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ON Oct. 24, City Council Speaker Christine Quinn and I attended the first ever city-sponsored food manufacturer business expo and networking event where more than 100 New York City based immigrant food manufacturing businesses connected with brokers, buyers and wholesalers from the food industry.

The expo also marked the beginning of a competition for immigrant entrepreneurs to participate in an international trade show.

The competition is open to New York City-based immigrant food manufacturers, with four companies to win a booth sponsored by the Economic Development Corporation in the National Association of Specialty Food Trade Summer Fancy Food Show, in June 2012, in Washington, D.C.

The international show is expected to attract more than 15,000 buyers from around the world to source products for their stores and restaurants for the year to come.

When immigrants come to New York City, they enrich our culture and our communities — but they also build our economy.

Entrepreneurs from around the world come here to start businesses and create jobs, and we must do everything we can to support their quest to build better lives.

Food manufacturing is a growing sector of the city’s economy, and the expo will further strengthen the connections between the established industry and new start-ups.

This expo is the result of both the mayor’s immigrant entrepreneur initiatives and the speaker’s FoodWorks initiative, which is part of a larger effort to grow the local food economy by supporting the city’s food manufacturers. 

Over 100 New York City-based food manufacturers attended the expo, in order to develop skills to expand their business and access new markets.

The event included networking opportunities with buyers, distributors, suppliers and industry experts; as well as technical assistance workshops led by professionals in the field.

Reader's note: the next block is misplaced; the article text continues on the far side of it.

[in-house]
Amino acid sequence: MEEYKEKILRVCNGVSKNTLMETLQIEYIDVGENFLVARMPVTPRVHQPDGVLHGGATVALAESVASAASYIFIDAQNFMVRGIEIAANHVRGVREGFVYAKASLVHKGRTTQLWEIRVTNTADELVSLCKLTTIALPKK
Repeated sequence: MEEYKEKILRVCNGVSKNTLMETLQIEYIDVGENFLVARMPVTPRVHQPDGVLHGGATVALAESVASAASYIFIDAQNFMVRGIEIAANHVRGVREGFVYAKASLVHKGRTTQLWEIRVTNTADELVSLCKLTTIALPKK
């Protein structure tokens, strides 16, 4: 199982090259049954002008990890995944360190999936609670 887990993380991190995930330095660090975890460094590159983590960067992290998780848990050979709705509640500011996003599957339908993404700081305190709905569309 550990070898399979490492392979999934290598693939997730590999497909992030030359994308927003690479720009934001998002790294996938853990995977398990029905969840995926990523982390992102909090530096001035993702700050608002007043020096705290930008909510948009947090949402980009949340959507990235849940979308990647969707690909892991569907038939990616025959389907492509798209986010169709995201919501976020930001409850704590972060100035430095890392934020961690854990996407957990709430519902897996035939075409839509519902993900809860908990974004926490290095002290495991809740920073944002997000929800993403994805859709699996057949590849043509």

Over 19,000 New Yorkers work in over 900 food manufacturing firms, and about 70 percent of those working within the food manufacturing industry are foreign-born.

The competition to participate in the National Association of Specialty Food Trade Summer Fancy Food Show is designed to help address challenges faced by local food manufacturers, including limited resources to plan for growth; difficulty in fully accessing local, regional and national markets; and access to technical assistance services.

In preparation for the Fancy Food Show, the four winning companies will receive promotional services, as well as expert marketing and technical assistance to help them refine their pitch, display and business plan to successfully obtain and fulfill larger contracts.

New York City’s immigrant population has more than doubled since 1970 — from roughly 1.4 million to 3 million — and immigrants now represent nearly 40 percent of the city’s population and 43 percent of the city’s labor force.

Immigrants are a significant and important piece of the city’s entrepreneurial economy: Immigrants make up 49 percent of all self-employed workers in the city compared to 25 percent in New York State and only 12 percent in the U.S.

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